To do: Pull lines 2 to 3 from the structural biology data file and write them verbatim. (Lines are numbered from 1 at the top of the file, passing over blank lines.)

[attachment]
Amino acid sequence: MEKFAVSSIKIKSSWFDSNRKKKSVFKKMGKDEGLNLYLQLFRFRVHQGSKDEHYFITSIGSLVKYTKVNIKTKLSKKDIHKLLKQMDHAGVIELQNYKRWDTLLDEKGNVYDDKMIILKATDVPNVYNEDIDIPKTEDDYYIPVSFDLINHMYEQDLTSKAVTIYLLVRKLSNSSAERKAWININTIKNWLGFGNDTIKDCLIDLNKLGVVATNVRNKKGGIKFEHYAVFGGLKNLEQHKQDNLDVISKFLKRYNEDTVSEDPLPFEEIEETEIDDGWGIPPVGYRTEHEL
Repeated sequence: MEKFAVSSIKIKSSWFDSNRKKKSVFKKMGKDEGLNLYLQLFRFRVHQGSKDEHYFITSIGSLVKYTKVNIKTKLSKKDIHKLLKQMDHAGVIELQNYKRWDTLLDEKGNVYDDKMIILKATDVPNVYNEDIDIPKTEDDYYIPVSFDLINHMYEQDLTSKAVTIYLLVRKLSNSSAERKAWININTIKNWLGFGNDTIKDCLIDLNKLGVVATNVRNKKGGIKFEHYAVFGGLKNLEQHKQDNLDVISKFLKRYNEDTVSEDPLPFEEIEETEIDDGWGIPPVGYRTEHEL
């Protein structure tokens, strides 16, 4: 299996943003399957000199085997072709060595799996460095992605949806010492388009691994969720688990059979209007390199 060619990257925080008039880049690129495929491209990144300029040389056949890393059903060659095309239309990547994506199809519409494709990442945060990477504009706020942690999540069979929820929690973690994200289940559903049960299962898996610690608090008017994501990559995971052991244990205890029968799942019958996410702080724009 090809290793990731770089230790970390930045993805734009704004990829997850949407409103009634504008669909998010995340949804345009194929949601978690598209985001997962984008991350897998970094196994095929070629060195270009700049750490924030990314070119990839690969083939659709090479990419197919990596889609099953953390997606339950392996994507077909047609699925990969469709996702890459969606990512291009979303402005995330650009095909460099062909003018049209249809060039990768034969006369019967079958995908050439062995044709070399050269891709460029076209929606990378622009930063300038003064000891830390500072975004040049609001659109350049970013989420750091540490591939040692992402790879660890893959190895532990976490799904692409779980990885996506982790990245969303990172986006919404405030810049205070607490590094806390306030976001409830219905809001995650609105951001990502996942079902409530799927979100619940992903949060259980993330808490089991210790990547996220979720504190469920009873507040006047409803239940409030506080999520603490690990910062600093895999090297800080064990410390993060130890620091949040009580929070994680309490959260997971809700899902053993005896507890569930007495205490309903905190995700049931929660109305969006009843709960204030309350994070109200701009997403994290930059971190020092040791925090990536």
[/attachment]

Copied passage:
Repeated sequence: MEKFAVSSIKIKSSWFDSNRKKKSVFKKMGKDEGLNLYLQLFRFRVHQGSKDEHYFITSIGSLVKYTKVNIKTKLSKKDIHKLLKQMDHAGVIELQNYKRWDTLLDEKGNVYDDKMIILKATDVPNVYNEDIDIPKTEDDYYIPVSFDLINHMYEQDLTSKAVTIYLLVRKLSNSSAERKAWININTIKNWLGFGNDTIKDCLIDLNKLGVVATNVRNKKGGIKFEHYAVFGGLKNLEQHKQDNLDVISKFLKRYNEDTVSEDPLPFEEIEETEIDDGWGIPPVGYRTEHEL
């Protein structure tokens, strides 16, 4: 299996943003399957000199085997072709060595799996460095992605949806010492388009691994969720688990059979209007390199 060619990257925080008039880049690129495929491209990144300029040389056949890393059903060659095309239309990547994506199809519409494709990442945060990477504009706020942690999540069979929820929690973690994200289940559903049960299962898996610690608090008017994501990559995971052991244990205890029968799942019958996410702080724009 090809290793990731770089230790970390930045993805734009704004990829997850949407409103009634504008669909998010995340949804345009194929949601978690598209985001997962984008991350897998970094196994095929070629060195270009700049750490924030990314070119990839690969083939659709090479990419197919990596889609099953953390997606339950392996994507077909047609699925990969469709996702890459969606990512291009979303402005995330650009095909460099062909003018049209249809060039990768034969006369019967079958995908050439062995044709070399050269891709460029076209929606990378622009930063300038003064000891830390500072975004040049609001659109350049970013989420750091540490591939040692992402790879660890893959190895532990976490799904692409779980990885996506982790990245969303990172986006919404405030810049205070607490590094806390306030976001409830219905809001995650609105951001990502996942079902409530799927979100619940992903949060259980993330808490089991210790990547996220979720504190469920009873507040006047409803239940409030506080999520603490690990910062600093895999090297800080064990410390993060130890620091949040009580929070994680309490959260997971809700899902053993005896507890569930007495205490309903905190995700049931929660109305969006009843709960204030309350994070109200701009997403994290930059971190020092040791925090990536």